Traditional curriculum planning consisted of coverage:
n Cover the curriculum map.
n Cover the unit rotation.
n Cover this title.
n We’ve got these books in the book room. We can’t afford new titles. Let’s see what we can cover with these titles.
n I need to cover my favorite unit.
The resulting curriculum guidelines did not reflect the reality of our classroom instruction. We had what Heidi Hayes Jacobs refers to as a “well-intentioned but fictional document” posing as a curriculum map, posted on our district’s homepage, packaged neatly in a template. The reality, however, we weren’t doing what we said we were doing. Everyone was covering something. No one was really on the same page.
We moved to backward planning under the directive of our principal last year.
It is now time for us to study carefully the work we do in our classrooms every day, in our subject areas. Out of our study we need to design appropriate curriculum for all learners, assuring that the curriculum is standards based, rigorous, age appropriate, anti-racist, and relevant to the learning needs of students in the 21st century.
We began at a modest level, aligning standards in our departments. However, we did this under an old 7-12 departmental structure with high school department heads supervising the process. We were overwhelmed with standards. We circled ‘round and ‘round realizing that we really couldn’t cover everything. Lists of skills and content were produced, but no real consensus as to what we really wanted kids to know and be able to do.
We broke free from the 7-12 structure this year and for the first time in our institutional history. We now have direct responsibility for supervision and curriculum within our building. Curriculum leaders, all full-time team teachers based in the middle school, are now responsible for moving backward design ahead within their departments. We can now set our own destination and figure out how we will get there. We can now use backward design to refocus and revision our curriculum.
Backward design is a process that focuses on assessment first and instructional activities last. It shifts teacher perspectives. Traditional curriculum design often begins with really interesting books or activities we want to teach or are required to cover. We then design a curriculum, often on the go and then decide on some type of assessment at the end. Backward design forces teachers to look at the big picture with the end goals in mind. In backward planning teachers set the vision or the essential understanding of their curriculum or unit, decide how students will provide evidence of their learning, and finally design instructional activities to help kids learn what is needed to be successful.
Develop a clear understanding --Oxford English Dictionary
of where you want to go.
Map out the steps to get you there.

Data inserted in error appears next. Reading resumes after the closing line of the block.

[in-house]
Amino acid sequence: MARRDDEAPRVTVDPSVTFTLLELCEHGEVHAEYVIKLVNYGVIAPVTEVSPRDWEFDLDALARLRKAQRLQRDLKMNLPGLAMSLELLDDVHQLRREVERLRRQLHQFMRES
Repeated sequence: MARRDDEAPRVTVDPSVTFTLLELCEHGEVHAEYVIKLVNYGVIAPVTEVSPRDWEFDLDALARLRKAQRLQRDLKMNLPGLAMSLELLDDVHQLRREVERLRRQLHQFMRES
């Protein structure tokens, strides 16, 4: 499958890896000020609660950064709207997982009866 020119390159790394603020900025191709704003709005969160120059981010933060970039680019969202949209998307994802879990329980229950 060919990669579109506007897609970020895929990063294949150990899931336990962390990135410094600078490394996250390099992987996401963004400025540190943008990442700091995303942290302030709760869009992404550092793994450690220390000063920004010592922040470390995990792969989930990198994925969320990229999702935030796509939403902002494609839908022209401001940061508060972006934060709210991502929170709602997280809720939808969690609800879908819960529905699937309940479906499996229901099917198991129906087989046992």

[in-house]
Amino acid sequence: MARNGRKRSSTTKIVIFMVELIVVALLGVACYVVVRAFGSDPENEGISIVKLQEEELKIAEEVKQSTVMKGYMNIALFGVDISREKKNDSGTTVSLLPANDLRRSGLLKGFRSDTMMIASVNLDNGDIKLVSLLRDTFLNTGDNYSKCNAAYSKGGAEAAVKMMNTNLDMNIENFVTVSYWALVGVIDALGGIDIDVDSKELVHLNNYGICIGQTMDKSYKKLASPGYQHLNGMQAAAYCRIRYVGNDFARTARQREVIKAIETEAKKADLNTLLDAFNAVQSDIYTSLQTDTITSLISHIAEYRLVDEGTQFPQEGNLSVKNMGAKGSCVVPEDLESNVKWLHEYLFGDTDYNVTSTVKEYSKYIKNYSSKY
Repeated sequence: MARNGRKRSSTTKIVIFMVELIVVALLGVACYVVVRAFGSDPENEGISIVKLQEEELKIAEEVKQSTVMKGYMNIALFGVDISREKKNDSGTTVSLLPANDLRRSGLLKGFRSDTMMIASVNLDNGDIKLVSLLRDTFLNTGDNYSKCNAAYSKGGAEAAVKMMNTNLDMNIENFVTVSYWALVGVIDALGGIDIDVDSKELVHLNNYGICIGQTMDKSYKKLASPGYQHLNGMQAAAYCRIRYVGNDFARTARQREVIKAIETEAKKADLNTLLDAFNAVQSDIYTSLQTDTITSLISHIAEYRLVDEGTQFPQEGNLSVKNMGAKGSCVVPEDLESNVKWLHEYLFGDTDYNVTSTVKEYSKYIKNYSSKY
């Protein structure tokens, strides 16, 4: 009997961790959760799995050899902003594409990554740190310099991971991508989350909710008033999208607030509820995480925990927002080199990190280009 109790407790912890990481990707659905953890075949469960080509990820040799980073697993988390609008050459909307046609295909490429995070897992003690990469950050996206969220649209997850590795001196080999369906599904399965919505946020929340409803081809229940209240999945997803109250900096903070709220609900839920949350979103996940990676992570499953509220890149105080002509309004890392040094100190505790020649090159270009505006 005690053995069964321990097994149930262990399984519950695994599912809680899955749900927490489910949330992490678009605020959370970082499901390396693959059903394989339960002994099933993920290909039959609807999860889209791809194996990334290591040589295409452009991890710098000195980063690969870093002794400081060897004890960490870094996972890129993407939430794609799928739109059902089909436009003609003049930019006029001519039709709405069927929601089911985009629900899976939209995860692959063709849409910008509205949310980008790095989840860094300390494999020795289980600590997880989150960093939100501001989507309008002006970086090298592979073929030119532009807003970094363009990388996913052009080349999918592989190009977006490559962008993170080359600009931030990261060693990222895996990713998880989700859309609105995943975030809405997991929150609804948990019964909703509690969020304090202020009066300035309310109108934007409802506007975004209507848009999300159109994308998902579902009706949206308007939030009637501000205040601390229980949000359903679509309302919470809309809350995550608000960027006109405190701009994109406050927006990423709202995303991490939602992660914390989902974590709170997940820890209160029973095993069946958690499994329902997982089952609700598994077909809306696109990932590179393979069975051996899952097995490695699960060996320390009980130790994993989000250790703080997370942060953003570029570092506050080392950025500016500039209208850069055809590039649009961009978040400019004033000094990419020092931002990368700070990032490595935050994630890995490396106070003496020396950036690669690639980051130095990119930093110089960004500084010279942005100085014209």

Backward Design Stages
Action steps to refocus the conversation and re-vision an ELA program.
Stage 1: Identify Desired Results
What “enduring” understandings are desired?
What should students know, understand, and be able to
What is worth understanding?
Stage 2: Determine Acceptable
Evidence of Learning
How will we know if students have achieved the desired results and met the standards? What will we accept as evidence of student understanding and proficiency?
Stage 3: Design Learning Experiences
__Set the vision. Focus on the big ideas.
__Create a shared vision.
__Departmental activities to focus on:
__Standards (national, state, district)
__Determine how students demonstrate
__Focus on assessment before designing
the learning activities.
__Expand the assessment continuum.
__Plan instructional activities.
__Share best practice.
__Build in collaboration.
__Ensure success for all learners.
“I always know where I’m going as I teach, because I’ve already been there in my planning process.”
----Stacy Irvin, Highland Middle math teacher
ARMS ELA Curriculum Planning
UNIT ELEMENTS BASED ON BACKWARD DESIGN
_Backward design begins a vision of what ALL students should achieve.
_Core concepts, principles, theories, and processes that anchor curriculum.
_This is what we want students to remember.
_Students will actually understand and be able to use this long after they leave middle school.
Standards/What kids know & are able to do:
_Students demonstrate understanding throughout the unit, not just at the end.
_Allows students to be assessed in multiple ways.
_Criteria and performance standards are clearly stated and understood by all.
_Used to inform instruction.
_Assessment answers the following questions:
_How much did they learn? _How well did they learn it? _How well did we teach it?"
_Assessment helps teachers evaluate their own work, success of their curriculum design.
Activities leading to assessments:
_What prior knowledge do students need in order to be successful?
_What curriculum and instructional strategies are needed to lead the student to mastery?
_Learning is spiraled. Students revisit and reconsider ideas and skills.
_Curriculum is designed to answer the essential questions.
_Incorporate a variety of sources, more than a textbook.